The phrase "frozen assets" is one that strikes fear into the heart of many a wealthy citizen. The inability to sell an investment or take a withdrawal at a time when cash may be most crucial is indeed stomach-turning, often evoking thoughts of bankruptcy, fraud, political corruption, terrorism, or perhaps, an unsavory business deal. Yet, for investors interested in protecting and passing on their wealth, there is a way to re-appropriate the concept of "frozen assets" in a beneficial and advantageous way.
An investors' wealth is typically diversified across multiple accounts, securities and assets. Sometimes these investments are personal and closely-held assets or businesses. At some point, an investor may begin to contemplate the future of these assets. When the time comes to hand them down, not all wealth transfer techniques are created equal. Estate freezing, under the right circumstances, can become a vital component of an intelligent wealth preservation strategy. To affect this change at a low tax cost, a closely-held "value freeze" could be an option. How does it work?
Suppose Daisy wants to hand down her small consulting firm to her three college-educated sons, Huey, Dewy, and Louie. For three years they've worked for their mom, and, it's clear someday they'll run the show. At the onset, Mom holds 100 percent of the stock, valued at approximately $2.5 million. She then opts to exchange $2.5 million worth of common stock for $2.4 million of preferred, non-growth stock, as well as $100,000 of common. Mom then gifts the $100,000 common stock to her three sons.
Now, this recapitalization, followed by the transfer of the common stock, accomplishes several things:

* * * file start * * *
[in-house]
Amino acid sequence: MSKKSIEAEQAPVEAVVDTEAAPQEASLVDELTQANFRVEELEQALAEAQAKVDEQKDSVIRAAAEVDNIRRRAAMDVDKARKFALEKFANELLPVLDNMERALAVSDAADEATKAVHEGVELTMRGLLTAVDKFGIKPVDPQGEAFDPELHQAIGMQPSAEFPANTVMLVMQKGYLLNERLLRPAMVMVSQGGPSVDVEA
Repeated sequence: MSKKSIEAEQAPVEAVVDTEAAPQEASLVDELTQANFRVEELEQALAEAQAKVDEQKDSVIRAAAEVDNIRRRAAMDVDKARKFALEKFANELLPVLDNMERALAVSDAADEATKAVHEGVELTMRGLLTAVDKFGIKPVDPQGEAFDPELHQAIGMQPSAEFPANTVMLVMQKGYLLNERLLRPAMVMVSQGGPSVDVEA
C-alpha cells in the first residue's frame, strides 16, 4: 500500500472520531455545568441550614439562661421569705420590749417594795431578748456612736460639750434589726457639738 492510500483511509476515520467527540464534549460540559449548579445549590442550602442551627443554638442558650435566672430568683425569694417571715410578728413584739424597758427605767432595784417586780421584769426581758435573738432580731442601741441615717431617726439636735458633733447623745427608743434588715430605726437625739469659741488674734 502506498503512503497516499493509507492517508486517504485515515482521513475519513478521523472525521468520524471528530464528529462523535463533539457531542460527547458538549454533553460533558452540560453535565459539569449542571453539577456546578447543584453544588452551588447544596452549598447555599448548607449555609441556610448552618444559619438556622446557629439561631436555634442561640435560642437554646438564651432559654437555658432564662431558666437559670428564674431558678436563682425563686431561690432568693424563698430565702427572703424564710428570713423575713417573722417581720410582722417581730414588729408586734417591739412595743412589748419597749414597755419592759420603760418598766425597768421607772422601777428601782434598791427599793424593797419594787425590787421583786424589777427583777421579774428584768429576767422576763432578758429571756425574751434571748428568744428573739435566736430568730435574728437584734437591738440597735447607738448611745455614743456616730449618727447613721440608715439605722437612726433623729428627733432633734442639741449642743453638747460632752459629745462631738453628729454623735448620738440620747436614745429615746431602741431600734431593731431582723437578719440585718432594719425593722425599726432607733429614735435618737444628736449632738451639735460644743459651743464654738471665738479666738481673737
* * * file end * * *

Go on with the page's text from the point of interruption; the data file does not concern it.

1. Daisy has moved the enterprise's growth to her sons by splitting her common stock into equity (common stock) and debt (preferred stock);
2. The value of Daisy's interest is "frozen" at the time of the recapitalization and will remain in her estate at death;
3. The preferred shares allow Daisy to retain control of the company (and enjoy cumulative dividends and liquidation rights);
4. Notably, the growth shares have now been transferred out of the estate, thus escaping estate tax.
Now, the $100,000 of common stock provided to the sons is going to result in gift tax; however, Daisy can most likely use her lifetime unified credit to shelter this amount. If the company flourishes (perhaps it triples in value, which is likely considering the sons' performance is tied to stock value), the common stock would be worth $5.1 million ($7.5 million minus $2.4 million). This subsequent stock appreciation will escape gift tax altogether.
Another great way to pass on a business or other growth-assets to family members through a "freeze" technique is An Intentional Defective Grantor Trust, (IDGT). The IDGT is structured as a Grantor trust that purposefully runs afoul of specific income tax rules. By retaining certain powers, including the right to borrow funds, the grantor ensures that he or she will be responsible for paying income tax on the trust's income. This is not as bad as it sounds: because the trust is considered an "alter-ego" of the grantor, there will be no taxable gain when assets are "sold" to the trust or when the grantor receives interest payments from the trust.
Now, suppose Daisy has invested well and owns several thousand shares of high growth equities (worth $5 million) that she wants to pass to her daughter, Minnie. She sets up an IDGT, names Minnie as the beneficiary, and contributes $500,000 (cash) to the trust. Daisy later sells the trust--all of her shares--in exchange for a fair market value note with an arms-length interest rate, as well as the $500,000 in cash as a down payment.
By doing so:
1. Daisy "freezes" the value of her shares at the moment of contribution. Because she is receiving a fair market value note in exchange for the shares, there is no gift. In addition, because the trust is a Grantor trust, Daisy will not recognize gain on the sale of the stock to the trust.
2. Any stock appreciation will inure to the beneficiaries. While Daisy will have to pay tax on the trust's income, this cost can be thought of as an additional gift to Minnie and one that, according to the IRS, is not treated as a gift for tax purposes.
3. The interest Daisy receives on her note is tax-free on account of the Grantor trust.